Wednesday, August 13, 2014

Why This Agent Reads Romance

One common question agents and editors are asked is what we like to read outside of our genre we represent or editor. Many times, authors are shocked when I tell them I read romance as well. "Wouldn't you want to take a break from reading it?" they continue. Sure, there are times when we need that little break, but in reality, there are more benefits to reading what I represent than there would be reading other things.

Now first of all, let me say that I do read romance and women's fiction because I like the messages and I like the happily ever after. But there really is a bigger side of things and one that far too many authors miss out on by reading things outside of their genre.

I learn.

When I read romance, my mind is always researching and dissecting those novels. I want to figure out the patterns and nuances, not just of the genre, but more importantly, of the editors and their publishing houses. This allows me the chance to better place authors with publishers where their work really fits, and, at the same time, avoiding all of those darn rejection letters we hate to receive.

Last night, I was reading a historical romance from a publisher and an editor that I have admired for some time. In the past, I have had projects that I thought might fit with that editor, but we just haven't been able to connect. Last night, however, the light came on. Here is what I saw:

  • My authors have matched the voice and the style of the publisher and editor. 
  • My authors have had plots that fit the line of the publisher and the editor.
  • The level of sensuality of my authors and the publisher also matched perfectly.
but here is where I found the mismatch...

  • This publisher likes the heroines to "be saved" by the hero
  • This publisher likes the heroines to be the true underdog.
  • This publisher likes the hero to be in a situation where he is "forced" into the relationship and then to fall in love.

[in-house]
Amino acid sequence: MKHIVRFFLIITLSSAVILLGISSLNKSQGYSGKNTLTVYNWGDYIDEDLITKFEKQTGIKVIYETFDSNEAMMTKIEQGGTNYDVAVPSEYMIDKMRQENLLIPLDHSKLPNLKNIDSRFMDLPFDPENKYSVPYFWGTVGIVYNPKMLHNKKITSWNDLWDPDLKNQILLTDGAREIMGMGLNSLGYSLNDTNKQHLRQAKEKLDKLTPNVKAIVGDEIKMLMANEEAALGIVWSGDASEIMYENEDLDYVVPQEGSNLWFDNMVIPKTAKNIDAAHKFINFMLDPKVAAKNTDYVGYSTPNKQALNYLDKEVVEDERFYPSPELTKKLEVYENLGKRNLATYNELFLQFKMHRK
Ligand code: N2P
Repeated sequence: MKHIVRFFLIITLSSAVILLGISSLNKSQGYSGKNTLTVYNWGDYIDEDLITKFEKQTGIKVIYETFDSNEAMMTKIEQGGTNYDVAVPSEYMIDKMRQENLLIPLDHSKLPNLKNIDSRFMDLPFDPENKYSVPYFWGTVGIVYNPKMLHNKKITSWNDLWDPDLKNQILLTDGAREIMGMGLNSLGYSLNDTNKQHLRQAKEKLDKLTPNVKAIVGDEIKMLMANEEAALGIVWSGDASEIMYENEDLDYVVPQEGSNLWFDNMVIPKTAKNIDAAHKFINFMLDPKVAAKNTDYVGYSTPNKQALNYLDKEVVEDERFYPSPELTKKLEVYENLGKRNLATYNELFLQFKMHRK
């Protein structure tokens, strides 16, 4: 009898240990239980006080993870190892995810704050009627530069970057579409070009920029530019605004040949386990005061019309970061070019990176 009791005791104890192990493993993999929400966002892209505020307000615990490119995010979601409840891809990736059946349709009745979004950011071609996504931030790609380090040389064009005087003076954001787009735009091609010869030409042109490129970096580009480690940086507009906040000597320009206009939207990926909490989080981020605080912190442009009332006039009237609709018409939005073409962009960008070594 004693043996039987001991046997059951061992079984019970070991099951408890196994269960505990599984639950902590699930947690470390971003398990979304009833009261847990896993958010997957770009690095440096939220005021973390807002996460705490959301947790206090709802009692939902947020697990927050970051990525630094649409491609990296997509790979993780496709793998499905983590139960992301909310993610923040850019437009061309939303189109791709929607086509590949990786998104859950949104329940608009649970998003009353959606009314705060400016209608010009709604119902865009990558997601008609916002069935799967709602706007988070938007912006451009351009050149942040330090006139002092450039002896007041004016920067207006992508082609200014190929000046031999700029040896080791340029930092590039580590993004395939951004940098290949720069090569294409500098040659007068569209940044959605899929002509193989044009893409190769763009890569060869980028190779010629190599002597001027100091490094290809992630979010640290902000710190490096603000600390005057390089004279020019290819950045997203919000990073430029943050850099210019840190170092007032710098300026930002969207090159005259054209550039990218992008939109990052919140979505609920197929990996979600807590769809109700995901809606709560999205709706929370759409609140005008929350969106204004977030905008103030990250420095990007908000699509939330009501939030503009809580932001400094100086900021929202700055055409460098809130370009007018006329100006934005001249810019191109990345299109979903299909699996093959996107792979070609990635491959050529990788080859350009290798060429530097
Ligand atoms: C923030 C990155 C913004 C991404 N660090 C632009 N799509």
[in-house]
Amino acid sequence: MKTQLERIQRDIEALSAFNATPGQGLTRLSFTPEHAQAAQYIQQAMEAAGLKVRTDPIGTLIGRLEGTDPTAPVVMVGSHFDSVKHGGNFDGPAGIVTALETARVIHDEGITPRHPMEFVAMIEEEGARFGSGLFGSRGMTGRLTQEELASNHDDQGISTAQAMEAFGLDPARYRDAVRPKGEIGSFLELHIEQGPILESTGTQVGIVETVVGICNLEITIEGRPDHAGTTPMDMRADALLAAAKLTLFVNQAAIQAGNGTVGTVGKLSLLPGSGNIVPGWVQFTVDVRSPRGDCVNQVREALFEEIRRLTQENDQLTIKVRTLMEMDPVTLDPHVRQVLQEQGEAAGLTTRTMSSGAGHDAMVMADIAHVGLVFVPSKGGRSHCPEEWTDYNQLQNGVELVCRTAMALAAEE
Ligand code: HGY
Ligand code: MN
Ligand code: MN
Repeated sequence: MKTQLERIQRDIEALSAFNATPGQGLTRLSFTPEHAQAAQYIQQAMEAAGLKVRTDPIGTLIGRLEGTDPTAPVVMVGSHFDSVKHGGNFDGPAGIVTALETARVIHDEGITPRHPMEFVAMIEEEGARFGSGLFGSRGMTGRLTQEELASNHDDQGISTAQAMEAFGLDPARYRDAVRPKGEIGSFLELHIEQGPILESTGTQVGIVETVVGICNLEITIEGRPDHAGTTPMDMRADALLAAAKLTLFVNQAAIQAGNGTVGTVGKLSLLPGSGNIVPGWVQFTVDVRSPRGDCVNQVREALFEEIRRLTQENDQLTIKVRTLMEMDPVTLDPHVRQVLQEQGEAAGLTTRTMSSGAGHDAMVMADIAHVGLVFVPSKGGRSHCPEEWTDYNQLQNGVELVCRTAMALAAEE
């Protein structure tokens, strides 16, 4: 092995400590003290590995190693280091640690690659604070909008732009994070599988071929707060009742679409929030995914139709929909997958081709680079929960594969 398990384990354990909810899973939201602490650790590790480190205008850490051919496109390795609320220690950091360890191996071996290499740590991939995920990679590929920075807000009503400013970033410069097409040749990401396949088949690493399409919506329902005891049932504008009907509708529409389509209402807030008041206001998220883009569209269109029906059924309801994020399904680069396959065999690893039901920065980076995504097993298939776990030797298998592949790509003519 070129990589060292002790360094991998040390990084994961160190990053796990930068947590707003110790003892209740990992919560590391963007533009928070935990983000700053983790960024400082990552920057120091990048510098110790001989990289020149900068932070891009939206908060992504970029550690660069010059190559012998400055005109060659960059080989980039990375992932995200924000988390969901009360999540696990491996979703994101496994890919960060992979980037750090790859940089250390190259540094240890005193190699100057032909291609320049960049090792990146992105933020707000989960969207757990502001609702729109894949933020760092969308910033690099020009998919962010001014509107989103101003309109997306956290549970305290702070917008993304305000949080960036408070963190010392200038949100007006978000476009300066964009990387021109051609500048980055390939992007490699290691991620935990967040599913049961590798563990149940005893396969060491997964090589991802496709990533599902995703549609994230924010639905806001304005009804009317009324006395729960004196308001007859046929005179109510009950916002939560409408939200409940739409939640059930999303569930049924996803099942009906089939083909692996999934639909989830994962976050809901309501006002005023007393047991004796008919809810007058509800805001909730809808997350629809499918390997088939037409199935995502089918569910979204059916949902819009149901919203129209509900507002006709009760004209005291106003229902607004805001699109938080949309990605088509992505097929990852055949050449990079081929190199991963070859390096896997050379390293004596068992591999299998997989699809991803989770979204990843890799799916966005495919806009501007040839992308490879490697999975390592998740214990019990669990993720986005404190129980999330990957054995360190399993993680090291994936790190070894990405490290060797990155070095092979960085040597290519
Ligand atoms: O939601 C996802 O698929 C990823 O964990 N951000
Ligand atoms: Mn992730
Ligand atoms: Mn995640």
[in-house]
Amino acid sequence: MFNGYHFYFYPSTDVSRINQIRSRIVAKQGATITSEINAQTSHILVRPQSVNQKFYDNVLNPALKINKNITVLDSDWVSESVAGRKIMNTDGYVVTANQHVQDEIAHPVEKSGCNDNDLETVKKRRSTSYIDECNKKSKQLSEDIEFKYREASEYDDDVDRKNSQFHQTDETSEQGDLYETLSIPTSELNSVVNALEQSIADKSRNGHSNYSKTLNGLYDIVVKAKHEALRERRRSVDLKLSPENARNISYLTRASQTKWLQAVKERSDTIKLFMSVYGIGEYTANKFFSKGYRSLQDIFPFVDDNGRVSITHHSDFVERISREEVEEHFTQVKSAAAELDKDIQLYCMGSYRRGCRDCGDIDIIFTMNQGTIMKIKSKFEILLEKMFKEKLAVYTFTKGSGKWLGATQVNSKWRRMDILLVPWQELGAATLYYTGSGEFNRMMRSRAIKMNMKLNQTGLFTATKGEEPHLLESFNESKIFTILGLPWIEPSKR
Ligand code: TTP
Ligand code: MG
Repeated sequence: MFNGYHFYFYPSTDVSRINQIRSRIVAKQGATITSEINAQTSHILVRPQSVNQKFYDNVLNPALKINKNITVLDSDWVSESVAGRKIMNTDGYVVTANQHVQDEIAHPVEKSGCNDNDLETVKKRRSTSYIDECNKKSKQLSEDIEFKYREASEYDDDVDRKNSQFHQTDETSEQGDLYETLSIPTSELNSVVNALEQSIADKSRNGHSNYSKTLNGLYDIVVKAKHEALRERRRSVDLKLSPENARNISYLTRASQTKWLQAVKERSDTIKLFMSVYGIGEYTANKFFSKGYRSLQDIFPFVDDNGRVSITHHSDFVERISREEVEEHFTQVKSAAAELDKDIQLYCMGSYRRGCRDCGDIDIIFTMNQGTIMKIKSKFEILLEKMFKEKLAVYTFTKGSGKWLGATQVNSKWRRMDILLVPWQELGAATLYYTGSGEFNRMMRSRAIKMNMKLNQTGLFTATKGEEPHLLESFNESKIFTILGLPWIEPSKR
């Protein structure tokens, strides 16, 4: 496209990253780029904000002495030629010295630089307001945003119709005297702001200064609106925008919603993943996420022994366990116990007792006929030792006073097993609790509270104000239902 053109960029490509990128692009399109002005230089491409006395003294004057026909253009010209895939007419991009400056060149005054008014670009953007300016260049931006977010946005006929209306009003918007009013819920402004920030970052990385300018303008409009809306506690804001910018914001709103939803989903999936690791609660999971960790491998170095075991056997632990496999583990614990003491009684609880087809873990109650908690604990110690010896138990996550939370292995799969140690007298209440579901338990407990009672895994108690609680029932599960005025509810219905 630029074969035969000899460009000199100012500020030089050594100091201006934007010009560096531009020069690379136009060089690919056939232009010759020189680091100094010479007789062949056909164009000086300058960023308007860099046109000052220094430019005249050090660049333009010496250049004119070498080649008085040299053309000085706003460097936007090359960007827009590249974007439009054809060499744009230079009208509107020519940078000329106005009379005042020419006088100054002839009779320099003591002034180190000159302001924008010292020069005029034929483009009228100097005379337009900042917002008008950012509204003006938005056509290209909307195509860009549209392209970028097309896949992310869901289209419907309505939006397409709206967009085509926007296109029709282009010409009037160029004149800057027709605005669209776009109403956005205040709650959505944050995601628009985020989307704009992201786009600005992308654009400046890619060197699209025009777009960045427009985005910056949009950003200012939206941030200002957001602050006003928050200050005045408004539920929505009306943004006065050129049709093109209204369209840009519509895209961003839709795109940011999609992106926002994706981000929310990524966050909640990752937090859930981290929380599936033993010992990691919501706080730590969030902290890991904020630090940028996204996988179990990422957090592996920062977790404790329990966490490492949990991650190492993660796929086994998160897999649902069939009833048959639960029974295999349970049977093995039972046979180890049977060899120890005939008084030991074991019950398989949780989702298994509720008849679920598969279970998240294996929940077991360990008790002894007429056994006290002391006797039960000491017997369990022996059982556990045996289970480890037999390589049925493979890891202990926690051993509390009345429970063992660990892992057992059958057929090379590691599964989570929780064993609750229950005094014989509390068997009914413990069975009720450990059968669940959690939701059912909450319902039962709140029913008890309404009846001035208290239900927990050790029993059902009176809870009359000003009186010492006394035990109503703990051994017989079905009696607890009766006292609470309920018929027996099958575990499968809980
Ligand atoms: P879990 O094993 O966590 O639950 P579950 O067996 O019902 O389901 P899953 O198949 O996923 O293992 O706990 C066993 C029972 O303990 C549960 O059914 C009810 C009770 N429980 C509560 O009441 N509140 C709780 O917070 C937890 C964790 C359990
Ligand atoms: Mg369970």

What this publisher was looking for are books where the reader is falling for this hunky guy who is going to save the common, plain Jane, social misfit and underdog.

and my authors?

  • The heroines are often strong matches for the hero
  • The heroes have nothing external to lose
  • The heroines have nothing external to lose
  • The conflict comes from their willingness to fall in love
What my authors focus on are strong heroes and heroines who really work together and don't need to be saved by each other, but want to be saved by each other. These really tend to be team efforts.

When I discovered this, I immediately went to my bookshelf and pulled down the other books I have from the publisher. If this was truly the case with this one book, would it be the case for the other books. One after another proved the pattern was right.

The deal is, my authors have a lot of the right characteristics and styles that would match this particular publisher. But, in the end, it is the small little things that would separate my authors from this publisher.

I wrote about this same idea after a previous RWA conference where I sat in on a spotlight session. The editors here read passages from their latest book they published and identified what they liked about it. Although they talked about the characters or the plot, the pattern of the publisher became very clear. These people wanted a literary fiction feel for the voice. The plots and themes weren't at that level, but the voice and pacing was.

The point of all of this is simple. If you as an author want to succeed in this business, you need to spend a lot of time reading the same genre you write. You need to take the time to learn the voice and the patterns. Sure, you can read books from different publishers. In fact, I would really push for that. The key though is to not just read for pleasure, but read to dissect. You might soon discover why your book might never fit with that publisher at the top of your "dream list".

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